It’s impossible to discuss last weekend’s first ever “free celebration of the poetry world of New York City” without mentioning the fact that it wasn’t in New York City. Well, not really. Located on bucolic Governors Island—at least a seven-minute ferry ride away from home for everyone involved—the festival drew about 500 New Yorkers each day and plopped them into obscenely pleasant environs. I spotted a disproportionate amount of urbanites meandering barefoot, grinning, straw fedoras tilted on their heads in a suspiciously jaunty manner.
Over 100 poets—from emerging voices to Pulitzer Prize winners—read at three stages over two days. There was an open mic, too, held beneath a tree and delineated in the grass by a ring of yellow daisies. At a couple of booths, small presses hocked chapbooks and magazines; crafts like hand-sewn hankies and origami poems sold like hotcakes. There was a brothel, too. More on that later.
The leafy idyll made for a liberating atmosphere. One of the very first readings—“Clash & Hum/ The Typewriter Girls”—culminated in a serene jam session between poet, violinist, calligrapher and audience. A “spontaneous overflow of motion,” as curator Crystal Hoffman put it. Margaret Bashaar read a line that turned into the motto of the weekend: “We have doomed ourselves and it is wonderful.”
I spoke with one of the event’s organizers, Stephanie Berger, about why The Poetry Society of New York decided to start throwing an annual two-day party. Perching a Poetry Festival parasol—an inspired piece of merch—over her head, Stephanie told me about the poetry community in NYC. “There are a lot of different facets; it isn’t really united. So we thought it’d be fun to ask the curators of all our city’s top reading series, slams, and open mics to bring their different tastes together on a sunny day.”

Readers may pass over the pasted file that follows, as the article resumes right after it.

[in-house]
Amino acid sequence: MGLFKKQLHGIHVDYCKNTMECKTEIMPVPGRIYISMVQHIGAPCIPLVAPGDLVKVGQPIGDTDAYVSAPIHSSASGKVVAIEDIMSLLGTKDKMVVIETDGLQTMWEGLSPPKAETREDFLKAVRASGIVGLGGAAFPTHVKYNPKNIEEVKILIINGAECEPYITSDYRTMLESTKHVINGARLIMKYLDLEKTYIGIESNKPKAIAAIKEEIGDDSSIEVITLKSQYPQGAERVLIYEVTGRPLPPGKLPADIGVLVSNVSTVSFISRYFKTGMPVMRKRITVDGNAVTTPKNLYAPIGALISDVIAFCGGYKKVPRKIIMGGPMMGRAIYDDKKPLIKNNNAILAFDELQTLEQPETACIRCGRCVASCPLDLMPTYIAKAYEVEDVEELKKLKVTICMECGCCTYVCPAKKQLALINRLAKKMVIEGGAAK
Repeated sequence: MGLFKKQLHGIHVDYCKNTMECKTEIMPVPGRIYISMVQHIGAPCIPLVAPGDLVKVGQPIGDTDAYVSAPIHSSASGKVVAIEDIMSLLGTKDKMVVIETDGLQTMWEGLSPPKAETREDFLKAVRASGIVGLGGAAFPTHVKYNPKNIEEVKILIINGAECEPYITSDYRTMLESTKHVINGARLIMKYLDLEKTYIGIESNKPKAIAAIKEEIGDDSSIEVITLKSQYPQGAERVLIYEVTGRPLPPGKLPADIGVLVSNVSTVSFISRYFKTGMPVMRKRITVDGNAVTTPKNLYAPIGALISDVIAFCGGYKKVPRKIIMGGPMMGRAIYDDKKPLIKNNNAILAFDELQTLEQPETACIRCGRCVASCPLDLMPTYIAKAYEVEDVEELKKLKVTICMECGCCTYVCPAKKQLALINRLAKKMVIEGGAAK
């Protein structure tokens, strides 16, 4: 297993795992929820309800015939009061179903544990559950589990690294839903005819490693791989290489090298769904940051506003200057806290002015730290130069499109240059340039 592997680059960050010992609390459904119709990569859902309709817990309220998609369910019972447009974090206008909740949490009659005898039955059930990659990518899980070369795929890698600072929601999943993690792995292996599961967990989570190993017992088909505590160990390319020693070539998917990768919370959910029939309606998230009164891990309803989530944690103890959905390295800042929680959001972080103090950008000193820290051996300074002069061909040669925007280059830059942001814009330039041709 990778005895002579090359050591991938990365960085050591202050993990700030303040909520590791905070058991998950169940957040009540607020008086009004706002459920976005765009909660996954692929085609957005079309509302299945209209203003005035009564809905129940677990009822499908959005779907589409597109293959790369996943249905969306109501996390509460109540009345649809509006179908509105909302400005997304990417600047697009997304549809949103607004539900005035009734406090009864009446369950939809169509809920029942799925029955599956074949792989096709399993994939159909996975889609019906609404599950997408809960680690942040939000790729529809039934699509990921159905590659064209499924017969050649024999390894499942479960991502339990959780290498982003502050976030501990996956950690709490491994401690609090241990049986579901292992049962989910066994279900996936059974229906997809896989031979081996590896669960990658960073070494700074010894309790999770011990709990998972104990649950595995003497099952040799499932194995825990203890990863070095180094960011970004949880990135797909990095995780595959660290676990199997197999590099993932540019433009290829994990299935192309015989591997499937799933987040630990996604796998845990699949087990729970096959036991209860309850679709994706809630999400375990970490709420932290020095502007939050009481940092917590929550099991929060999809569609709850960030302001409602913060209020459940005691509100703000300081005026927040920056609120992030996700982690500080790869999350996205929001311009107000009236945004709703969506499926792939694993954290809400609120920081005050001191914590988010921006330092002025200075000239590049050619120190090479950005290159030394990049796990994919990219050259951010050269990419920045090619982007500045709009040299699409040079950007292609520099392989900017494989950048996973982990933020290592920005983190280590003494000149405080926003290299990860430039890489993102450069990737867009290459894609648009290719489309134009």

Attendees were free to flit from stage to stage, though I personally most enjoyed settling in with a curated hour of readers. A favorite was “The Southern Writers Reading Series,” a dynamic group of poets with only their Southern-ness in common. Recent NYU grad Monica McClure had a lilting drawl that belied her ferocious elegies. Patricia Spears Jones was a delight from start to finish, regaling us with stories about perfect New York dates and the perils of public transit.
At one point, Patricia’s pages scattered in the island breeze and a flurry of poets—most of us perfect strangers, mind—rushed to gather them so we could get back to listening to her masterful work. She was followed by the always astonishing Yusef Komunyakaa, who shared all-new poems with his signature soulful intensity. Near the end of the reading, the wind buffeted his microphone. He faltered for a brief and charming moment—“I’m not sure. What to do. About this.”—and we cheered when someone took the initiative to turn up the volume.
Sure, the wind was annoying sometimes. I had to brush dirt off my legs a lot. Plus, a team of yellow jackets set up shop in my freshly opened can of lemon seltzer. But the legendary Nuyorican Poets Café brought me down to earth with a foot-stomping showstopper of a poem called “First World Problems.” With fresh perspective, I smiled at the day-trippers speeding past on tandem bicycles; I even sprawled out in the grass to enjoy “KGB Poetry,” curated by the folks at the literary landmark KGB Bar.